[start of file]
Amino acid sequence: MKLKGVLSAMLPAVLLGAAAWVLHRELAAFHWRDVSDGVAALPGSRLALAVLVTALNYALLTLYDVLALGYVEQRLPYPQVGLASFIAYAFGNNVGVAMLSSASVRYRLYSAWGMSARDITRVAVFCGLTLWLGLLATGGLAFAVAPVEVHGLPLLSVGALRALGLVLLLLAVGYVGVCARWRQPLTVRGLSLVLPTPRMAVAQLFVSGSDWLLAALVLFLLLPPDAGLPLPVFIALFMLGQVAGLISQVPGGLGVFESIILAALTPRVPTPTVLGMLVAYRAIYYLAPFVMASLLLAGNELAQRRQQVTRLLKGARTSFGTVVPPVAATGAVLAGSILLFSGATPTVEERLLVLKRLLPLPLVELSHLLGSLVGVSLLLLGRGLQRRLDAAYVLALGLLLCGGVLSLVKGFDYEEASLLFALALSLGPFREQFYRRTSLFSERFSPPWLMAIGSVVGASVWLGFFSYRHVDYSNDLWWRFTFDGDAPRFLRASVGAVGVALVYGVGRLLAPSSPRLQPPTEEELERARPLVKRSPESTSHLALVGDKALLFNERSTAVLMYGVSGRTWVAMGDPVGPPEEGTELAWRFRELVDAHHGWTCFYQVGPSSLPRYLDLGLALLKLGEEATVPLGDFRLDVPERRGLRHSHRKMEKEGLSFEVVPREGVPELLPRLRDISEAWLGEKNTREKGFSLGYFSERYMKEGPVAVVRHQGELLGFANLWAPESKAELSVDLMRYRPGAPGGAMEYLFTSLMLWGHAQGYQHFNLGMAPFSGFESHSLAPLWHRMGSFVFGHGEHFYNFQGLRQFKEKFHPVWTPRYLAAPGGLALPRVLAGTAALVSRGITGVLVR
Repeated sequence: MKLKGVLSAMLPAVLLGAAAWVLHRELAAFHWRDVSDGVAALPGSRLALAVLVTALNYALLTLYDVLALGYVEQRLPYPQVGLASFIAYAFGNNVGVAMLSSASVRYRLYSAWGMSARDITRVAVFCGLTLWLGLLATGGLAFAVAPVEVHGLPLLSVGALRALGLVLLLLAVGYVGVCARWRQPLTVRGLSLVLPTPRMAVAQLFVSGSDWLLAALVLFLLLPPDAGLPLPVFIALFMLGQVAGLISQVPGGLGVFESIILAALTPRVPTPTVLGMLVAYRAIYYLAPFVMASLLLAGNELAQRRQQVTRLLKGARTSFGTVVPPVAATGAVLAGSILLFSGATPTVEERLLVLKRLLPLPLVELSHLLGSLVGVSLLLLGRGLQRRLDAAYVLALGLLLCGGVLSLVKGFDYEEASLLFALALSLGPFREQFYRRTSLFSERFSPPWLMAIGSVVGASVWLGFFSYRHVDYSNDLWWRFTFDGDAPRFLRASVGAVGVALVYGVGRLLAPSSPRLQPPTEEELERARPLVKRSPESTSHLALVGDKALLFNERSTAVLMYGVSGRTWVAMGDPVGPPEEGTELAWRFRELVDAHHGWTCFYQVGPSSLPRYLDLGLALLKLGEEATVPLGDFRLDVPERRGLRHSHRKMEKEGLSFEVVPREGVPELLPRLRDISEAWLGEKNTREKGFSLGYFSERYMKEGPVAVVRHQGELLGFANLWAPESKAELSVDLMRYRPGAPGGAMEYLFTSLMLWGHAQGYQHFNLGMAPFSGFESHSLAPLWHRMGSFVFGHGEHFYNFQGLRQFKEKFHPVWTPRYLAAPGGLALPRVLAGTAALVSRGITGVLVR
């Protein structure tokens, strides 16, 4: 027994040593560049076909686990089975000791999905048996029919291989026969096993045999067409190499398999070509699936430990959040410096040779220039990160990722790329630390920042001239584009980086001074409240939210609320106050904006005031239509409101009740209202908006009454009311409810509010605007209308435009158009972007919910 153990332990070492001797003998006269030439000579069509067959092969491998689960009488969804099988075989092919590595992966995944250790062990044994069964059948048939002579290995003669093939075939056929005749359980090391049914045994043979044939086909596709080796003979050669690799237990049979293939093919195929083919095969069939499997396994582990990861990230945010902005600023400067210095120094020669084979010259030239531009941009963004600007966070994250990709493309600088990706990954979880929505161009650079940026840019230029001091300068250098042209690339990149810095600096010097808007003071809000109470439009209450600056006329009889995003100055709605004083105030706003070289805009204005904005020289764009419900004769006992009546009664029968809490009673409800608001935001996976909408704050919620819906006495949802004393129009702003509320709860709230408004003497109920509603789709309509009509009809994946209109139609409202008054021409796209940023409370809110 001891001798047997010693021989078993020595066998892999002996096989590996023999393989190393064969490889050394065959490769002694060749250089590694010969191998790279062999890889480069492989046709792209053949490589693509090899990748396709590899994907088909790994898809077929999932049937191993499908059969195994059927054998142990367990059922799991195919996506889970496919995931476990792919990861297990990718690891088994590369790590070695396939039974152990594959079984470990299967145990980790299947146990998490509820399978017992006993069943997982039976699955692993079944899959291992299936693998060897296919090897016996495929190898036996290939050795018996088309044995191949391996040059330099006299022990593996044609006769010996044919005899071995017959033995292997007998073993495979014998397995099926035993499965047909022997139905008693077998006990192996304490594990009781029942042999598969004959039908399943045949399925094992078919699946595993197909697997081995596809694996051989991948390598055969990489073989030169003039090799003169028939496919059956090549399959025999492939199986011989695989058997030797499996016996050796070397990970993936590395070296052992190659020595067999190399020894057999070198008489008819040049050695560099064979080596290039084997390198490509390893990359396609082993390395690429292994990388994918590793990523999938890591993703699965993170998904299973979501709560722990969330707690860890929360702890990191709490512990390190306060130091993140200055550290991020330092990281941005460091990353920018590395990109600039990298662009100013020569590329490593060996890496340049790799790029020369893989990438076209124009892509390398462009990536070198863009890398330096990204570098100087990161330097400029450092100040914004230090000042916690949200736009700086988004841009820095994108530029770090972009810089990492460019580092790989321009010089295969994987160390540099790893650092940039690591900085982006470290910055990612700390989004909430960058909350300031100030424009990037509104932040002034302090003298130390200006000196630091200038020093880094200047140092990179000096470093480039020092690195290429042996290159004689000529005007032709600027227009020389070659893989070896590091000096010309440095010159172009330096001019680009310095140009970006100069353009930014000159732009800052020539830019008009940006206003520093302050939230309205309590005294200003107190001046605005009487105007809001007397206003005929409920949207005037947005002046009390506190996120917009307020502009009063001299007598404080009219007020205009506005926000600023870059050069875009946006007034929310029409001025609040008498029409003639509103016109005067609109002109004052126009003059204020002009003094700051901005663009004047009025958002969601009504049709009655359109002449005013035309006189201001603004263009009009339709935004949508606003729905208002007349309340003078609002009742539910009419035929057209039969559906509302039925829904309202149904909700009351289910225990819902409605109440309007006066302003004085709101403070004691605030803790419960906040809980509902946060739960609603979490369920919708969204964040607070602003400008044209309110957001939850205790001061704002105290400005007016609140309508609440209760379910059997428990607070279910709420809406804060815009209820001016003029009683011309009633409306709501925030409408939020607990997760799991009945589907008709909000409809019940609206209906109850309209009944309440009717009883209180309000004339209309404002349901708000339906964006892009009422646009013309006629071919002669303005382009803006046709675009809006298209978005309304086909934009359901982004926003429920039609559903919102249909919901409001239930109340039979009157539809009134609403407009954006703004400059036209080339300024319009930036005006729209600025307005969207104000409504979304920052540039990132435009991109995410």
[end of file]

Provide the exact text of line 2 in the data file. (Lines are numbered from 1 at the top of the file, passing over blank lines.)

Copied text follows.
Repeated sequence: MKLKGVLSAMLPAVLLGAAAWVLHRELAAFHWRDVSDGVAALPGSRLALAVLVTALNYALLTLYDVLALGYVEQRLPYPQVGLASFIAYAFGNNVGVAMLSSASVRYRLYSAWGMSARDITRVAVFCGLTLWLGLLATGGLAFAVAPVEVHGLPLLSVGALRALGLVLLLLAVGYVGVCARWRQPLTVRGLSLVLPTPRMAVAQLFVSGSDWLLAALVLFLLLPPDAGLPLPVFIALFMLGQVAGLISQVPGGLGVFESIILAALTPRVPTPTVLGMLVAYRAIYYLAPFVMASLLLAGNELAQRRQQVTRLLKGARTSFGTVVPPVAATGAVLAGSILLFSGATPTVEERLLVLKRLLPLPLVELSHLLGSLVGVSLLLLGRGLQRRLDAAYVLALGLLLCGGVLSLVKGFDYEEASLLFALALSLGPFREQFYRRTSLFSERFSPPWLMAIGSVVGASVWLGFFSYRHVDYSNDLWWRFTFDGDAPRFLRASVGAVGVALVYGVGRLLAPSSPRLQPPTEEELERARPLVKRSPESTSHLALVGDKALLFNERSTAVLMYGVSGRTWVAMGDPVGPPEEGTELAWRFRELVDAHHGWTCFYQVGPSSLPRYLDLGLALLKLGEEATVPLGDFRLDVPERRGLRHSHRKMEKEGLSFEVVPREGVPELLPRLRDISEAWLGEKNTREKGFSLGYFSERYMKEGPVAVVRHQGELLGFANLWAPESKAELSVDLMRYRPGAPGGAMEYLFTSLMLWGHAQGYQHFNLGMAPFSGFESHSLAPLWHRMGSFVFGHGEHFYNFQGLRQFKEKFHPVWTPRYLAAPGGLALPRVLAGTAALVSRGITGVLVR